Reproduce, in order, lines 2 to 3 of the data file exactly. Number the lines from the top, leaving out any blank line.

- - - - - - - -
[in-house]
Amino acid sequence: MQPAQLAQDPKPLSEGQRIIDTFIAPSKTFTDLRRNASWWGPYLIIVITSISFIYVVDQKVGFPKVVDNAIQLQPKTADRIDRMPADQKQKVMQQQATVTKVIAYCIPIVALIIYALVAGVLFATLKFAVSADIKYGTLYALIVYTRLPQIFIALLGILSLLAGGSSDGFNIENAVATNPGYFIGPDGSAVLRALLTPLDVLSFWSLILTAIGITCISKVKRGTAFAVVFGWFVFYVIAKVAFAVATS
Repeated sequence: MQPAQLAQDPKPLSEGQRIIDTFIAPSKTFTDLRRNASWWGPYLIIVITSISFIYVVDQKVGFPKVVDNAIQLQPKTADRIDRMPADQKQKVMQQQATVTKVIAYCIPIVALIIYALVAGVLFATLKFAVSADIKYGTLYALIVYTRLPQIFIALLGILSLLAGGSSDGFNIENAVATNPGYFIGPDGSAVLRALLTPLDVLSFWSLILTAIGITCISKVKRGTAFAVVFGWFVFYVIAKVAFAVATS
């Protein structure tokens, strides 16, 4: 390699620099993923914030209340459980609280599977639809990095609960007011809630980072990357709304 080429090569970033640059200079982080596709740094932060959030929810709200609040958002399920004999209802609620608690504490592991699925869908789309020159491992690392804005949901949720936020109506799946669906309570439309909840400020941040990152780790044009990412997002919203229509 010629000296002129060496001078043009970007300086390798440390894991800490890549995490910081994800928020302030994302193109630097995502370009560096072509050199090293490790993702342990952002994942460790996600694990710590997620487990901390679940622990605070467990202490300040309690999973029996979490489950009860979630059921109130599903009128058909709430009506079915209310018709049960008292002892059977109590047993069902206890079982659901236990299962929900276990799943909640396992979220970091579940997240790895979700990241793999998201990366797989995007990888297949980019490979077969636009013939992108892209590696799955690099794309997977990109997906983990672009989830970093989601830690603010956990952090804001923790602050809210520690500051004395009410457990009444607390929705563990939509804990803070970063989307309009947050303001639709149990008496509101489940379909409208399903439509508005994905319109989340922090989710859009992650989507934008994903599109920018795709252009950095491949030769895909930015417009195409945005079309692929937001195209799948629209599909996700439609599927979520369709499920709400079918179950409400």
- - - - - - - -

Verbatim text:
Amino acid sequence: MQPAQLAQDPKPLSEGQRIIDTFIAPSKTFTDLRRNASWWGPYLIIVITSISFIYVVDQKVGFPKVVDNAIQLQPKTADRIDRMPADQKQKVMQQQATVTKVIAYCIPIVALIIYALVAGVLFATLKFAVSADIKYGTLYALIVYTRLPQIFIALLGILSLLAGGSSDGFNIENAVATNPGYFIGPDGSAVLRALLTPLDVLSFWSLILTAIGITCISKVKRGTAFAVVFGWFVFYVIAKVAFAVATS
Repeated sequence: MQPAQLAQDPKPLSEGQRIIDTFIAPSKTFTDLRRNASWWGPYLIIVITSISFIYVVDQKVGFPKVVDNAIQLQPKTADRIDRMPADQKQKVMQQQATVTKVIAYCIPIVALIIYALVAGVLFATLKFAVSADIKYGTLYALIVYTRLPQIFIALLGILSLLAGGSSDGFNIENAVATNPGYFIGPDGSAVLRALLTPLDVLSFWSLILTAIGITCISKVKRGTAFAVVFGWFVFYVIAKVAFAVATS